Advanced Computing in the Age of AI | Tuesday, June 28, 2022

Gadget’s Goosebumps 

<img style="float: left;" src="http://media2.hpcwire.com/dmr/DMR_TactusRemote.jpg" alt="" width="94" height="45" />If you missed Display Week earlier in June, then you missed more than just Beantown’s legendary history. Tactus Technology and Touch Revolution showed off a unique new tech that might bridge the gap between mobile devices’ keypad barrier.

If you missed Display Week earlier in June, then you missed more than just Beantown’s legendary history. Tactus Technology and Touch Revolution showed off a unique new tech that might bridge the gap between mobile devices’ keypad barrier.

It’s a conflict as old as… well, if not time, as old as the iPhone. Tactile keyboards on one side, with their more familiar response and accuracy. On the other, flat touchscreen keys: higher tech, less hardware, and (for some) maddeningly imprecise and strange to type on.

The new tech offers both: sandwiching a liquid and gas slurry between thin, hard substrate and thinner, elastic top layer. Voids between the two could literally expand with the gas/liquid mixture, forming squishable, pressable, tactile buttons right on your touchscreen. Sensors located underneath the fluid cavities detect presses and pass the information on to the software.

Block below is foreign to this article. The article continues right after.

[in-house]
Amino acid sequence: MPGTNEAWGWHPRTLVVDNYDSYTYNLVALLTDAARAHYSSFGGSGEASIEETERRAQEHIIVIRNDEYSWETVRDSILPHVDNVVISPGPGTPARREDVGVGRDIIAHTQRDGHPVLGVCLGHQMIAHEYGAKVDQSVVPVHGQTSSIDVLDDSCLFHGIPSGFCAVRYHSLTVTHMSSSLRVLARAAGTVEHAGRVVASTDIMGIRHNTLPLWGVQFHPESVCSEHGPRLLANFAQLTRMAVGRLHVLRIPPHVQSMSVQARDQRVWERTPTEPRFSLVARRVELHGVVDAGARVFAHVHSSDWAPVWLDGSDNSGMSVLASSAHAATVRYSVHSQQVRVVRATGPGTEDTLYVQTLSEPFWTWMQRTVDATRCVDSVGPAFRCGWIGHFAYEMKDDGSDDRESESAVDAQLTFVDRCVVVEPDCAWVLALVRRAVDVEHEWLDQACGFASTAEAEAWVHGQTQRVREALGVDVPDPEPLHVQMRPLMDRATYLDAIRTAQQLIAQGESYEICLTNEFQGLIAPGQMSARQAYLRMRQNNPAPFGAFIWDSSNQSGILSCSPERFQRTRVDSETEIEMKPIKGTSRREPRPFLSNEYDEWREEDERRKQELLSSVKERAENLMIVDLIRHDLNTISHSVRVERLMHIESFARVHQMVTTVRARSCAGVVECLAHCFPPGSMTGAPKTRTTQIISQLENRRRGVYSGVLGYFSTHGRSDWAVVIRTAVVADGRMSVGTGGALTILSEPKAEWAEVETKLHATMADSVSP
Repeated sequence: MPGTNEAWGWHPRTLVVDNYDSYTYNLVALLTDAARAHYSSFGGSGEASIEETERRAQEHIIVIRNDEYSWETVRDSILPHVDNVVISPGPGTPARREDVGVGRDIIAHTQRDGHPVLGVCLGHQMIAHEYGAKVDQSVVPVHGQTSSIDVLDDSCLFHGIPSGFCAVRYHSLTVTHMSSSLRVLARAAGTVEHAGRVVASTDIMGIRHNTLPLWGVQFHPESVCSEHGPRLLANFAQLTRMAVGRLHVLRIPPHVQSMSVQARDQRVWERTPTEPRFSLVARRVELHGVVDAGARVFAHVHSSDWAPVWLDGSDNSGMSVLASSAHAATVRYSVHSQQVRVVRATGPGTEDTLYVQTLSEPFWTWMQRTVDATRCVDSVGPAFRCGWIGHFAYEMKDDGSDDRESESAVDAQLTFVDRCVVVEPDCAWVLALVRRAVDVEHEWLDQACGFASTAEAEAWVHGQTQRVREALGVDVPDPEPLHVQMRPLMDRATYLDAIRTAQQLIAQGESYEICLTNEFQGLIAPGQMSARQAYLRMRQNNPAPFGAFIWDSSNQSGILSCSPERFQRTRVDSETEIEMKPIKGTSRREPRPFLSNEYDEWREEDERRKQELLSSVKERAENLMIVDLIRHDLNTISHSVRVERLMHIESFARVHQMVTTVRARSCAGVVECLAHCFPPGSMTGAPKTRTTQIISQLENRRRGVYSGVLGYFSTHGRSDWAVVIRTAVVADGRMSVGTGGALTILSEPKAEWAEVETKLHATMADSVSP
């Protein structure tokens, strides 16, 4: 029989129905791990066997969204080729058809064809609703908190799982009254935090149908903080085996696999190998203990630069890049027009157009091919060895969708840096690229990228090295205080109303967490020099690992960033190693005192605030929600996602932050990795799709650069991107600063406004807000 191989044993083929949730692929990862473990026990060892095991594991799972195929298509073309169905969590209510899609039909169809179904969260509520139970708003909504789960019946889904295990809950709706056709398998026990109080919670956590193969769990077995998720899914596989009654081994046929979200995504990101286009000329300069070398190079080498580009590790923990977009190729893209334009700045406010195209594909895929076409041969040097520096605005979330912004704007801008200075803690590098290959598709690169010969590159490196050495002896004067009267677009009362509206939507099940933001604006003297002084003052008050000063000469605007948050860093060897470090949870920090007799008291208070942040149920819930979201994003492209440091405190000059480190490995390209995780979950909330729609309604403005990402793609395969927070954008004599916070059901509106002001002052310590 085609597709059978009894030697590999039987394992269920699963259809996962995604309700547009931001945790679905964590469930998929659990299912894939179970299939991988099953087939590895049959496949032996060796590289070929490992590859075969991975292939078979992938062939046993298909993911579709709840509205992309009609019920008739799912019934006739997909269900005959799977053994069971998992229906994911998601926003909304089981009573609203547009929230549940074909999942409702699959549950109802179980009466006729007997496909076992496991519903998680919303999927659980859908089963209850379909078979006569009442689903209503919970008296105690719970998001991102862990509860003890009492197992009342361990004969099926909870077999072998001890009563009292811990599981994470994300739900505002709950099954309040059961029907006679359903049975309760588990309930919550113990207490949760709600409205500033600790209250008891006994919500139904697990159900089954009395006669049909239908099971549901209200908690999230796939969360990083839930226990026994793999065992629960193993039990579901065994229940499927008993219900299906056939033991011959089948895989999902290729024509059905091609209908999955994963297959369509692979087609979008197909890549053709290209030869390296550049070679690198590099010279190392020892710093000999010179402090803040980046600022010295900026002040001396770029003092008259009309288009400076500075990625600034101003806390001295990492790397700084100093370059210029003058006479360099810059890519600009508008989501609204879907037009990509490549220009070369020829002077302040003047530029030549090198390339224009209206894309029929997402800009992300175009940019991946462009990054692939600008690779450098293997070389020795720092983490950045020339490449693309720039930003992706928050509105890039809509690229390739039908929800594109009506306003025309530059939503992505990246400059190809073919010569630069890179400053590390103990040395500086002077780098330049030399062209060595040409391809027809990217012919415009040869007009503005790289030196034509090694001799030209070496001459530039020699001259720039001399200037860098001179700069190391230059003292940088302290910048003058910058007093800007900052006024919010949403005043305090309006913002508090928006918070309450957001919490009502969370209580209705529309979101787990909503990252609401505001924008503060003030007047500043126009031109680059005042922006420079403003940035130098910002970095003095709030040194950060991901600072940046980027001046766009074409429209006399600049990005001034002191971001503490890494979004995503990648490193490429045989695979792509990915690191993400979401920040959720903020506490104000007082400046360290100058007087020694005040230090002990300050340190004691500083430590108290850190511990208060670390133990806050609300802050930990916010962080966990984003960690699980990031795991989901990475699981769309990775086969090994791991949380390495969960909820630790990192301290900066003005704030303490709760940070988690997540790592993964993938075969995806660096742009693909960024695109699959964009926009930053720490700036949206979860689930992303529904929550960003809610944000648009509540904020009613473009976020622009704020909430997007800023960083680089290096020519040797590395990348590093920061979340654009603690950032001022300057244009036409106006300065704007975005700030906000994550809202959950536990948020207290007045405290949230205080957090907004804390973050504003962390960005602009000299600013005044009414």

The technology can work with existing touch-sensing displays, according to Tactus, and consumes minimal power. Early iterations of the tech require that button shapes and layouts be customized, and presumably unchangeable, but the magic of modeling and simulation can already foresee a third or fourth generation version in which new materials and smarter substrates can dynamically form keyboard configurations and button shapes based on the needs of the app.

Tactile-response options for touchscreens are already in demand – look no further than some consumers’ excitement over the upcoming Touchfire Keyboard, a slim overlay for the iPad’s onscreen input. Simply providing tactical response can make button-mashing feel more natural, and thus likely less error-free.

As Phil Callihan noted right here on DMR when discussing his lust for the Touchfire, manufacturing devices like this can be a challenge. Well, manufacturing anything can be a challenge, but there’s a human-interaction factor here that can save or doom a device. Simple things like convenience of use, storage, ergonomics – stuff that once only massive-scale human prototyping could optimize (“that’s too light!” “That falls off!” “That doesn’t stow well!” and on and on) – will eventually become the realm of virtual modeling. And one need not think too hard to imagine the design and testing nightmares the Tactus Technology folks face: after all, the only thing more infuriating than typing on my iPhone would be squeezing a glob of glycerin onto my iPhone while trying to type on it because Tactus’s solution couldn’t stand up to my mighty gamer thumbs.

As mobile grows, the efforts to optimize it for human use do too. Tactus and others are working hard to make mobile devices – super convenient but inherently different from our mouse-and-keyboard roots – into ever more versatile tools.

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